Parenting with anxiety

Mental Health is important as 5 a day for kids.

Anxiety is tough going for anyone, and so is parenting. Combine the two and you have the recipe for a very thorough, but exhausting job.

As a mum to two girls, aged 12 and 10 it’s hard to believe that the hardest part is yet to come. I’ve still got to battle the teen years, the relationships, the staying out late, moving out, life after school etc but it’s true. I might not be that it’s going to be harder as such, all ages have their challenges, but it’s going to be different.

It was just 2 years ago I was finally diagnosed with borderline personality disorder and generalised anxiety disorder. The perfect present in January 2018 as you’re looking to positively start your new year. Some handle these diagnoses well and use it to catalyst a recovery, which I’m pleased to say I am now in. But at the time, I took it all in as a 'wow is me' and used it to propel my downward spiral. I felt like I’d be given a life sentence.

Of course, it didn’t start on the day of my diagnosis, I’d been on antidepressants since I was 16 and over the years had battled low mood, depression and other mental health illnesses. I had turned to my GP though when I had struggled with the passing of my mum and realised that if I didn’t start looking after me, who would look after my girls.

It had become the norm to tell my girls I was having a bad day, my head hurt or I had a poorly tummy. Some of this had been true, I had had a hysterectomy after endometriosis, but more often than not they just saw mummy in bed. In bed sad and tired and not doing a lot.

It took an honest conversation, at their level to explain what was happening. For so long I’d tried to hide it or pass it off as something else, but kids aren’t daft. They see more than we know and they understand even more.

When I first explained to them that I had anxiety and my brain didn’t always work the way it should I likened it to the overflowing cup analogy or bucket in my case. For a number of reasons, my bucket couldn’t cope with everything inside it all at the same time. I needed to learn how to deal with those things. Some things had been stuck in there for years and I had not dealt with them. I didn’t go into details but I think they understood. My youngest asked if it was like having to remember lots of things and forgetting some and I nodded. Because that is what it’s like, sometimes our brain can only cope with so much, we need skills to deal with these things and then we can move on, or handle them better.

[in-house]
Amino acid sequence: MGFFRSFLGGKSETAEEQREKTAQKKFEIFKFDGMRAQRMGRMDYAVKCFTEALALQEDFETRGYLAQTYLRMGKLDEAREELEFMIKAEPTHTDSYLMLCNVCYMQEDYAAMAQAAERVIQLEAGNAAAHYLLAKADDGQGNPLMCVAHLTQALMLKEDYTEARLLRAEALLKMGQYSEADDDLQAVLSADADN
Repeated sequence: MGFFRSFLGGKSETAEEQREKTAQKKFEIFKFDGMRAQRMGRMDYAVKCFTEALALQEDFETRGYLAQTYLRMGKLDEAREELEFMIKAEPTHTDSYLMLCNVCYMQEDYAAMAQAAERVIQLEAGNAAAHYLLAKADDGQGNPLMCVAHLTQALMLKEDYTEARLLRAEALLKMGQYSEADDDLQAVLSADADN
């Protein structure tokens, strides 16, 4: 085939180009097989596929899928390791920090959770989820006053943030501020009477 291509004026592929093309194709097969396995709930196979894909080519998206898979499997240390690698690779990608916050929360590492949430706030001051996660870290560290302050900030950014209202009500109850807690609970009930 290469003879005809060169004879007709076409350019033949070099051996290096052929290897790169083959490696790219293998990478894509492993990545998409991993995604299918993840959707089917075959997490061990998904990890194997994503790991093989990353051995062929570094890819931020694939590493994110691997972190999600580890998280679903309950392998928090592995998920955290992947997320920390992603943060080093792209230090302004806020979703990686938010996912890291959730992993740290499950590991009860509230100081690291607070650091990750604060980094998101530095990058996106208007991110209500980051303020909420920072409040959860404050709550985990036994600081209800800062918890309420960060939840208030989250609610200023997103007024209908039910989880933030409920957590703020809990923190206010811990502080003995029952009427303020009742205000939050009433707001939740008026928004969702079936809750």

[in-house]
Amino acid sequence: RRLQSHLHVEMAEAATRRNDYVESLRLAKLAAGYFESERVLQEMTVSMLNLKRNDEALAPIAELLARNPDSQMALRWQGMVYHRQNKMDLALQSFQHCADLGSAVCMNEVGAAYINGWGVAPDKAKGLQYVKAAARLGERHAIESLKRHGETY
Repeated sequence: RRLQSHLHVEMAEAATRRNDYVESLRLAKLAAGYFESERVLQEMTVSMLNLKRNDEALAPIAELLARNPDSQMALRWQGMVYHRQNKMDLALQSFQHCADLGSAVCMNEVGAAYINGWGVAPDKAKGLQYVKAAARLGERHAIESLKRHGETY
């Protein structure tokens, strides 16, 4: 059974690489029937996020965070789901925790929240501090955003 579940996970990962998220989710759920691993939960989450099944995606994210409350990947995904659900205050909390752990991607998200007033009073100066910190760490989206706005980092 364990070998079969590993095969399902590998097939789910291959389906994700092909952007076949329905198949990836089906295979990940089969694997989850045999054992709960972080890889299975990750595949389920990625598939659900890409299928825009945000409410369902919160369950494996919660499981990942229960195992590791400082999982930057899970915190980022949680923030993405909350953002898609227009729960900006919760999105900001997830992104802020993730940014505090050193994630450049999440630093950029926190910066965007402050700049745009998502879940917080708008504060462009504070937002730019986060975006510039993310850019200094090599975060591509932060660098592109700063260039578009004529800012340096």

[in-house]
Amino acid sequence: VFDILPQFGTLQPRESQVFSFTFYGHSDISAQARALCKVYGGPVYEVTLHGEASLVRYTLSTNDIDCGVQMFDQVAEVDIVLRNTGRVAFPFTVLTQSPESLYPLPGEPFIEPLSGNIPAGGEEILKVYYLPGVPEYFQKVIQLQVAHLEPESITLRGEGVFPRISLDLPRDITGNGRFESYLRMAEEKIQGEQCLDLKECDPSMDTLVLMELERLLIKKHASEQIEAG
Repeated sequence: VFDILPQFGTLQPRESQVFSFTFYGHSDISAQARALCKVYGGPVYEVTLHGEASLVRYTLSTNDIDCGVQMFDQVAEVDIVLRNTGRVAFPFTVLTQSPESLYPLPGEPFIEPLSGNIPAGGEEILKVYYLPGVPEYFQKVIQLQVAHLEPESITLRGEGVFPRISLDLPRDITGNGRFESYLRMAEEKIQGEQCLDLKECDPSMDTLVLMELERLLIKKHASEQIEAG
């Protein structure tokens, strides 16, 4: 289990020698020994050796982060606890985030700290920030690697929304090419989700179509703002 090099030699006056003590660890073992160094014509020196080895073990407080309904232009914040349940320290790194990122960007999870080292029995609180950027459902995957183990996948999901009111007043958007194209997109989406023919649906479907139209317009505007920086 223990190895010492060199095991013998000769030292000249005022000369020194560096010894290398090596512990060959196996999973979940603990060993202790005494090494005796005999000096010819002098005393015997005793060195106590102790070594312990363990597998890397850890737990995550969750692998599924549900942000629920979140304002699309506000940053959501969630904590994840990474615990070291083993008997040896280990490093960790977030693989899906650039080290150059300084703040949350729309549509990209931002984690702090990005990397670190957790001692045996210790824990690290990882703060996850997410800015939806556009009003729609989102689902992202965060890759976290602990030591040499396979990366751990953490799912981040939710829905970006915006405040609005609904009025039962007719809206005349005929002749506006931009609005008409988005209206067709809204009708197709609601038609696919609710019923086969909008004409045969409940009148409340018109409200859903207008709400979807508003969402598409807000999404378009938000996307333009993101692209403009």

These events, concerns or issues grow and shrink. Often when one of my issues from the past starts to grow, everything does. Even the burnt toast mummy did yesterday then gets me really upset. And usually, I’d just take out the toast and do some more.

As the conversation progressed they each told me of times they could compare it too. Times of worry and sadness, times of uncertainty and feeling overwhelmed. I could see this conversation didn’t just need to happen for me, but it was helping them too. They told me how they hadn’t wanted to talk about grandma and how much they missed her because I would get upset. They cared more about upsetting me and would often cry on their own in their bedrooms. And I could completely relate, I did and often do the same thing.

Members of my family deal with it differently and I avoid talking about her with them, I suddenly realised that this was having a negative impact on my girls too. We then began sharing funny stories about her and we were all laughing.

You see we don’t need to hide mental health illness from our children and young people, we need to open up the conversation. We need it to be talked about just like we talk about exercise, five a day or studying at school. We have an opportunity now, today, to reduce the number of people too scared to talk about mental health illness.

I’m passionate about mental health awareness but more so with our young people. We can make a difference by educating them in schools and at home and we all have a responsibility to be involved.

Written by Sarah Cardwell


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